Book Club Book: Built to Last
By: Jim Collins
Drawing upon a six-year research project at the Stanford University Graduate School of Business, James C. Collins and Jerry I. Porras took eighteen truly exceptional and long-lasting companies and studied each in direct comparison to one of its top competitors. They examined the companies from their very beginnings to the present day — as start-ups, as midsize companies, and as large corporations. Throughout, the authors asked: “What makes the truly exceptional companies different from the comparison companies and what were the common practices these enduringly great companies followed throughout their history?”
Filled with hundreds of specific examples and organized into a coherent framework of practical concepts that can be applied by managers and entrepreneurs at all levels, Built to Last provides a master blueprint for building organizations that will prosper long into the 21st century and beyond.
What makes a visionary company? This book, written by a team from Stanford’s Graduate School of Business, compares what the authors have identified as “visionary” companies with selected companies in the same industry. The authors juxtapose Disney and Columbia Pictures, Ford and General Motors, Motorola and Zenith, and Hewlett-Packard and Texas Instruments, to name a few. The visionary companies, the authors found out, had a number of common characteristics; for instance, almost all had some type of core ideology that guided the company in times of upheaval and served as a constant bench mark. Not all the visionary companies were founded by visionary leaders, however. On the whole, this is an intriguing book that occasionally provides rare and interesting glimpses into the inner workings and philosophical foundations of successful businesses. Recommended for all libraries.
–Randy L. Abbott, Univ. of Evansville Lib., Ind.
No tables, charts, or obfuscatory language interfere with the presentation and development of consultants Collins and Porras’ premise that visionary companies withstand tests of time and fads. On the basis of five years of research, they pinpoint six characteristics of the best American institutions: (1) premier in their industry, (2) widespread admiration from businesspeople, (3) multiple generations of CEOs, (4) an indelible imprint on society, (5) multiproduct (or multiservice) cycles, and (6) pre-1950 roots. The authors’ findings confirm a few management theories but contest many others. More important, they demonstrate the hows of good management in detail, with readable case histories (IBM, Merck, Motorola, Walt Disney, among others) and studies of contrasting corporations, and they include guidelines for those striving for long-lasting success.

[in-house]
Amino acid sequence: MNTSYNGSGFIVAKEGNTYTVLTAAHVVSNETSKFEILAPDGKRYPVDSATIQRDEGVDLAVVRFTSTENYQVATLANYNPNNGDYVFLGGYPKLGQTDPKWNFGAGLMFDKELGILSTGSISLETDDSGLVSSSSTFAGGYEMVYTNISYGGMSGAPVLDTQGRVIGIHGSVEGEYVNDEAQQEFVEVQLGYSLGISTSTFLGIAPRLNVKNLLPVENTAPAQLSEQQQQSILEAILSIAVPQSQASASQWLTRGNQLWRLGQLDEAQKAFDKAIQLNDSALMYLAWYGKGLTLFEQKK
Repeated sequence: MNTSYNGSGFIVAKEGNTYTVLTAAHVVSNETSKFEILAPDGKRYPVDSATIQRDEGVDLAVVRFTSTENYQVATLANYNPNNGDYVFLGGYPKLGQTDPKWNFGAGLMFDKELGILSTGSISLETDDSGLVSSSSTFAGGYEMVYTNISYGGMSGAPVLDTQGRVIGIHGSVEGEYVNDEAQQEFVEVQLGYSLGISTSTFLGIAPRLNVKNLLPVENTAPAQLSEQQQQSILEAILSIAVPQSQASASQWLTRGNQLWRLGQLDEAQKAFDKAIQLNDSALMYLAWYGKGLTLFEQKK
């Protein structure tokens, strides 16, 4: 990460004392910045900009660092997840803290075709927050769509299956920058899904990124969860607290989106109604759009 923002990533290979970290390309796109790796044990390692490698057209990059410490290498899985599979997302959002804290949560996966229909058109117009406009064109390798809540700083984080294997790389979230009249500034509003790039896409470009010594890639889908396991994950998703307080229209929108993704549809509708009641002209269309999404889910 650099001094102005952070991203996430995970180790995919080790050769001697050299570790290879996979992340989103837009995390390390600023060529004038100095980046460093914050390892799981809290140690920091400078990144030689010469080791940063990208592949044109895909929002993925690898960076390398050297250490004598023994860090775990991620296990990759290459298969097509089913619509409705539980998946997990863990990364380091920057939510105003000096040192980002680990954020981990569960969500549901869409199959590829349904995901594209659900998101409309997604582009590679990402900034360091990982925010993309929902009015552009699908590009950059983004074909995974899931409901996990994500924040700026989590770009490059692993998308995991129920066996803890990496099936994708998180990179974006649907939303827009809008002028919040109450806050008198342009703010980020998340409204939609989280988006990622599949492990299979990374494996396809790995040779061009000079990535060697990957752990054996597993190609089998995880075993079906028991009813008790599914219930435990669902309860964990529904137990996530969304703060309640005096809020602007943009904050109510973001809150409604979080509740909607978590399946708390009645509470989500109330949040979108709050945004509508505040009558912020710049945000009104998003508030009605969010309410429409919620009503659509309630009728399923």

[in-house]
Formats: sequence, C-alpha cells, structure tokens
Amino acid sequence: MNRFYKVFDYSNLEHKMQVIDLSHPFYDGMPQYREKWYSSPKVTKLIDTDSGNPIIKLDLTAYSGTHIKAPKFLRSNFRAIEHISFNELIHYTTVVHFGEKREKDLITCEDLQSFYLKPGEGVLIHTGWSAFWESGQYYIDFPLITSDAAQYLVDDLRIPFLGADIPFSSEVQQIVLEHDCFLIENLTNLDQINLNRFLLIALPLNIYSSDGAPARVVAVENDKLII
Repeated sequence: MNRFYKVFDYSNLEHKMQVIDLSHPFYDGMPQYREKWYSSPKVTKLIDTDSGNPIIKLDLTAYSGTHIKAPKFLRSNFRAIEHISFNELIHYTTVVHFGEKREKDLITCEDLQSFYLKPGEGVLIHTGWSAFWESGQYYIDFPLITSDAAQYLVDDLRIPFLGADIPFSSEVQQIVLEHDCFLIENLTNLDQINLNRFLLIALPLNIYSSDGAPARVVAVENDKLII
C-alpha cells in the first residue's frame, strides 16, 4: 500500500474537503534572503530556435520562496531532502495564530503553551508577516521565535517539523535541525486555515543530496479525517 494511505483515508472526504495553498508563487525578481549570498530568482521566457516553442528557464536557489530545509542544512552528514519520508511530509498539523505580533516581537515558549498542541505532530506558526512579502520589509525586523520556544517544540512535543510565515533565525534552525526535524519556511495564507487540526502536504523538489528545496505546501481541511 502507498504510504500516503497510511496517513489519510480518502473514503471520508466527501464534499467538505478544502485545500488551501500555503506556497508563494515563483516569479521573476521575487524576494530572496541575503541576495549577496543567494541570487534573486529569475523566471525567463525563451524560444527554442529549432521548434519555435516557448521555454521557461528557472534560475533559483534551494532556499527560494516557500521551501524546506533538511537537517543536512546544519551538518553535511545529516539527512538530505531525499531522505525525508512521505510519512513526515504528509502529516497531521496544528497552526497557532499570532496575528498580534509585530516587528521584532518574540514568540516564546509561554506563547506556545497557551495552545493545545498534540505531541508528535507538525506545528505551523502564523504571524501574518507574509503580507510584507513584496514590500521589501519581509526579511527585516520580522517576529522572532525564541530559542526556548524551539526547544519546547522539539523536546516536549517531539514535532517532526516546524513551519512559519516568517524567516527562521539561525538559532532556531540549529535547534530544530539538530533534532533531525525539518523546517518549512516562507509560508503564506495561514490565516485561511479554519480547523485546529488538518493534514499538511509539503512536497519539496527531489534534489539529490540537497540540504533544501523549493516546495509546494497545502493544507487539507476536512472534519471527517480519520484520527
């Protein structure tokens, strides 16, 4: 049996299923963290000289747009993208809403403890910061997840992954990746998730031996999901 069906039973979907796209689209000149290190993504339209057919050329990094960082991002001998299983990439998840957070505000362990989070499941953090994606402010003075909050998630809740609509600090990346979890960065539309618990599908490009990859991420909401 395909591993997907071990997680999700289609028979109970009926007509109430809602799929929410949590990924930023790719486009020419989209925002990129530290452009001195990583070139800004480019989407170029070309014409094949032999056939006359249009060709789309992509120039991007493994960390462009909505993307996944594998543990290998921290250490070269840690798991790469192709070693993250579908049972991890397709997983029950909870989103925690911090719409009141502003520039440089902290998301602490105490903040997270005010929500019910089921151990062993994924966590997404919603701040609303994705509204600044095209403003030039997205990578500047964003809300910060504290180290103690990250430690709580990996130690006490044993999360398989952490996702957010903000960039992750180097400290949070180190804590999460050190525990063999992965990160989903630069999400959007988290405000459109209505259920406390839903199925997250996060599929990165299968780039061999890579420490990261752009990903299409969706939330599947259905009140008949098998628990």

–Barbara Jacobs, Booklist
“Built to Last…is one of the most eye-opening business studies since In Search of Excellence
–Kevin Maney, USA Today
“A ‘must read’ for any CEO who aspires to create a great company.”
–T.J. Rodgers, President and CEO, Cypress Semiconductor Corp.
- How can you incorporate some of the best practices of the “built to last” companies into your business?
- Do you have a direct competitor in your industry that you can compare your business to?
- How can you and your business be “enduringly great”?
I am not sure if you have done your Goal-Setting yet, but I have a challenge for you:
Read with us. Learn with us. Grow with us.
Goal: Read 12 books this year and supercharge your people skills
What Kind of Books?
I hope you will help me pick the books! My hope is that we pick books that help improve our people skills in some way, shape or form. This is most likely non-fiction, but I am very open to fiction that looks at people skills through stories. You suggest the book and we vote on it!
And, of course you can get the books as library books, audio books, Kindle books or whatever you want! All of our discussions and post will be public.
Can’t wait to read with you.